The Concept of Equanimity

“The Mindfulness Meditation System” as conveyed by Dr. Antonio Sieira

The origin of the word equanimity is from Latin roots meaning “even” and “mind”. The circuitry of our brains is such that it continually causes us to react. Practicing equanimity provides our brain with a “circuit breaker”! With equanimity, circumstances and situations have only “characteristics” and not “demands”. This does not mean that you become apathetic or indifferent. When you are “equanimous” you do not “anxiously’ seek enjoyable experiences nor do you avoid disagreeable ones. Instead you create a “space” around experiences which acts as a buffer between you and the reactive feelings associated with the experiences.
Complete equanimity is an uncommon state for both the mind and the brain. The brain is simply not naturally wired for equanimity, and our mind is by nature reactive. However a basic sense of equanimity can be developed with practice while meditating and practice in every day life. This requires us to have an understanding of the fleeting nature of all experiences. In other words, we must realize and accept that nothing is “forever” in life. It also requires that we remind our self of, and hence practice being “equanimous”, meaning that we strive to consciously free our self of overreacting to life’s circumstances.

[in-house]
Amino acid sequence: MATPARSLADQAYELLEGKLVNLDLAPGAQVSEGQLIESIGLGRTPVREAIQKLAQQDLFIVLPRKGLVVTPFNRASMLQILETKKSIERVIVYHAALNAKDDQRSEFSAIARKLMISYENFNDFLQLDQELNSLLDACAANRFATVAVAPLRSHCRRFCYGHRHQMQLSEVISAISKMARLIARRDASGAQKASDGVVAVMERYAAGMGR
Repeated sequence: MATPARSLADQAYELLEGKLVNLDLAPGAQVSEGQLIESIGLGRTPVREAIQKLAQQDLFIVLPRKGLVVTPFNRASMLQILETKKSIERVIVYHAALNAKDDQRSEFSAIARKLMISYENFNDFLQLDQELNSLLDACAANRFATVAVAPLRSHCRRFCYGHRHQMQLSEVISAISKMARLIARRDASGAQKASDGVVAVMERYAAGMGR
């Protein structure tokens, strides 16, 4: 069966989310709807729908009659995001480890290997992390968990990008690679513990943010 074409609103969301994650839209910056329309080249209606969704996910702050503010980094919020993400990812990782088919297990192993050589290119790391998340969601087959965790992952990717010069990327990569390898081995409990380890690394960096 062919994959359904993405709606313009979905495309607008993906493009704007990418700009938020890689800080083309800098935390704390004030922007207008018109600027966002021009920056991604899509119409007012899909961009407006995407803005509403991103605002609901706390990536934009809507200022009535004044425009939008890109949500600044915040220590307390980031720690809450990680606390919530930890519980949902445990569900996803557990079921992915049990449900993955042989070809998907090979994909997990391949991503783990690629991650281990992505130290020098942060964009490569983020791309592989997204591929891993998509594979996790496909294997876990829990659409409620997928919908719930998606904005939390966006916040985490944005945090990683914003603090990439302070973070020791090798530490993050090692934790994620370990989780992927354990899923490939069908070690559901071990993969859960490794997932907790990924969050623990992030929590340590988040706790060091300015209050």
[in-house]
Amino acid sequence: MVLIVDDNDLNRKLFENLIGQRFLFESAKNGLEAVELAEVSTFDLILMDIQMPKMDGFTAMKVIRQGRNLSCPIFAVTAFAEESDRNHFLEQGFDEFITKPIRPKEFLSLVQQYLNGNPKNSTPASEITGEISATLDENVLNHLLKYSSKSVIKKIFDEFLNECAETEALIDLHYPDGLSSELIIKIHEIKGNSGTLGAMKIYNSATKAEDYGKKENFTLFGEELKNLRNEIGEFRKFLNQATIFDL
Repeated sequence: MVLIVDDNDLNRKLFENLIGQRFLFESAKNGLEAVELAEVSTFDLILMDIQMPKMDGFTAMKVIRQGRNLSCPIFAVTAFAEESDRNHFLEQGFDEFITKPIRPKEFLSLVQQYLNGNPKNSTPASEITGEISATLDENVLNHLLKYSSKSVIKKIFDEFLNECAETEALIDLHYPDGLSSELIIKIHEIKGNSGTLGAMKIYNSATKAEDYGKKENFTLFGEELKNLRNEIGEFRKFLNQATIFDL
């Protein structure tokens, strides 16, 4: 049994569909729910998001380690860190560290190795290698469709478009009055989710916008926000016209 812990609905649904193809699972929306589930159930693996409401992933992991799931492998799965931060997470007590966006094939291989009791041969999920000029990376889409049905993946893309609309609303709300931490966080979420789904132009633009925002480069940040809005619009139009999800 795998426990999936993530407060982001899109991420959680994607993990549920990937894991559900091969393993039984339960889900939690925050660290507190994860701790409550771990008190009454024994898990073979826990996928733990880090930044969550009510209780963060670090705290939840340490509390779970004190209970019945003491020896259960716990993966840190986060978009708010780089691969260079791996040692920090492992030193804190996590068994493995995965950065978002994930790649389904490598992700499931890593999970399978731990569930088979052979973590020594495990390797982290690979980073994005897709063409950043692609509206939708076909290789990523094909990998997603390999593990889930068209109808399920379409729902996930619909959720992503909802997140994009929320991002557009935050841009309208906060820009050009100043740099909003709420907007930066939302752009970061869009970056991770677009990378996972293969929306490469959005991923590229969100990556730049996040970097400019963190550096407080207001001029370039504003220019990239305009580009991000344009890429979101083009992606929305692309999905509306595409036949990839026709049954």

Through meditation practice your mind grows steadier. Your brain is not wired to stay engaged with “neutral” stimuli. Note how your mind attempts to draw your attention in a constant flow of associative thoughts throughout your day! It takes practice and conscious effort to sustain “equanimous” attention!
Buddhism has a metaphor for the various conditions that we experience in life. This metaphor refers to these conditions as the “Eight Worldly Winds”: Pleasure and pain, praise and blame, gain and loss, fame and ill repute. As you practice mindfulness meditation and develop greater equanimity, these “Eight Worldly Winds” have less of an effect on your mind, thus rendering happiness that becomes increasingly unconditional! In other words, you find that your happiness is not based on “catching” a “pleasant breeze” as opposed to a “stormy one”!